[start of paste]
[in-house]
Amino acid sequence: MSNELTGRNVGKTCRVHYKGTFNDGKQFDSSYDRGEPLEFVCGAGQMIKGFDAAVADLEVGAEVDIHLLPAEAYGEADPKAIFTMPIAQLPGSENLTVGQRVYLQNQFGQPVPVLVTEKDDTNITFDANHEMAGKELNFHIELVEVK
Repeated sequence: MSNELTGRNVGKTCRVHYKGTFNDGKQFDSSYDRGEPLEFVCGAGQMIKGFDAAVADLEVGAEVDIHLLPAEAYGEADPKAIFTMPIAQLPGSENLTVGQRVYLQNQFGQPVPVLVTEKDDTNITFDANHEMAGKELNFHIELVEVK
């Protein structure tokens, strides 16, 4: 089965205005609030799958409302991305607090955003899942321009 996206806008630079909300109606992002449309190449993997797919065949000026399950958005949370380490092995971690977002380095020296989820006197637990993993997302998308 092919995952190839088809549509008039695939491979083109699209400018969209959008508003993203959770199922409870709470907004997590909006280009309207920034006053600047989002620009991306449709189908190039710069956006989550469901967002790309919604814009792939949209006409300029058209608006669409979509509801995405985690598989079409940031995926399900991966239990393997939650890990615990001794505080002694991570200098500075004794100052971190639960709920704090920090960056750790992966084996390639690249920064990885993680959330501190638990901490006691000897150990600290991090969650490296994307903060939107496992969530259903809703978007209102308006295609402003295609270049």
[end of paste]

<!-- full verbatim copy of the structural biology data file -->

[in-house]
Amino acid sequence: MSNELTGRNVGKTCRVHYKGTFNDGKQFDSSYDRGEPLEFVCGAGQMIKGFDAAVADLEVGAEVDIHLLPAEAYGEADPKAIFTMPIAQLPGSENLTVGQRVYLQNQFGQPVPVLVTEKDDTNITFDANHEMAGKELNFHIELVEVK
Repeated sequence: MSNELTGRNVGKTCRVHYKGTFNDGKQFDSSYDRGEPLEFVCGAGQMIKGFDAAVADLEVGAEVDIHLLPAEAYGEADPKAIFTMPIAQLPGSENLTVGQRVYLQNQFGQPVPVLVTEKDDTNITFDANHEMAGKELNFHIELVEVK
């Protein structure tokens, strides 16, 4: 089965205005609030799958409302991305607090955003899942321009 996206806008630079909300109606992002449309190449993997797919065949000026399950958005949370380490092995971690977002380095020296989820006197637990993993997302998308 092919995952190839088809549509008039695939491979083109699209400018969209959008508003993203959770199922409870709470907004997590909006280009309207920034006053600047989002620009991306449709189908190039710069956006989550469901967002790309919604814009792939949209006409300029058209608006669409979509509801995405985690598989079409940031995926399900991966239990393997939650890990615990001794505080002694991570200098500075004794100052971190639960709920704090920090960056750790992966084996390639690249920064990885993680959330501190638990901490006691000897150990600290991090969650490296994307903060939107496992969530259903809703978007209102308006295609402003295609270049």